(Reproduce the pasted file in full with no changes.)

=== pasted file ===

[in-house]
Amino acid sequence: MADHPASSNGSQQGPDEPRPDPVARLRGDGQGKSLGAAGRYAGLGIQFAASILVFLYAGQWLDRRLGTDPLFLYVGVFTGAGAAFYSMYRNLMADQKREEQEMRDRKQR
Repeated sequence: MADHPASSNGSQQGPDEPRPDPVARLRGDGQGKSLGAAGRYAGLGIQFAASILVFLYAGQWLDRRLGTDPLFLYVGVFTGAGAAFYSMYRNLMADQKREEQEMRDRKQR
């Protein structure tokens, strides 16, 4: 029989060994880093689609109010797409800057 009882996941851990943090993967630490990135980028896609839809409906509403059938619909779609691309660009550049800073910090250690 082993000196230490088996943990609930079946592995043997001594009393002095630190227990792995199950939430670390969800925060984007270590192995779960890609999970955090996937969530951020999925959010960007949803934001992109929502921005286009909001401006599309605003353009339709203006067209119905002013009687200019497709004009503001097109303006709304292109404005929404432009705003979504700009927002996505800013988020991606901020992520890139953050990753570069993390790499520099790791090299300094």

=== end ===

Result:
[in-house]
Amino acid sequence: MADHPASSNGSQQGPDEPRPDPVARLRGDGQGKSLGAAGRYAGLGIQFAASILVFLYAGQWLDRRLGTDPLFLYVGVFTGAGAAFYSMYRNLMADQKREEQEMRDRKQR
Repeated sequence: MADHPASSNGSQQGPDEPRPDPVARLRGDGQGKSLGAAGRYAGLGIQFAASILVFLYAGQWLDRRLGTDPLFLYVGVFTGAGAAFYSMYRNLMADQKREEQEMRDRKQR
């Protein structure tokens, strides 16, 4: 029989060994880093689609109010797409800057 009882996941851990943090993967630490990135980028896609839809409906509403059938619909779609691309660009550049800073910090250690 082993000196230490088996943990609930079946592995043997001594009393002095630190227990792995199950939430670390969800925060984007270590192995779960890609999970955090996937969530951020999925959010960007949803934001992109929502921005286009909001401006599309605003353009339709203006067209119905002013009687200019497709004009503001097109303006709304292109404005929404432009705003979504700009927002996505800013988020991606901020992520890139953050990753570069993390790499520099790791090299300094």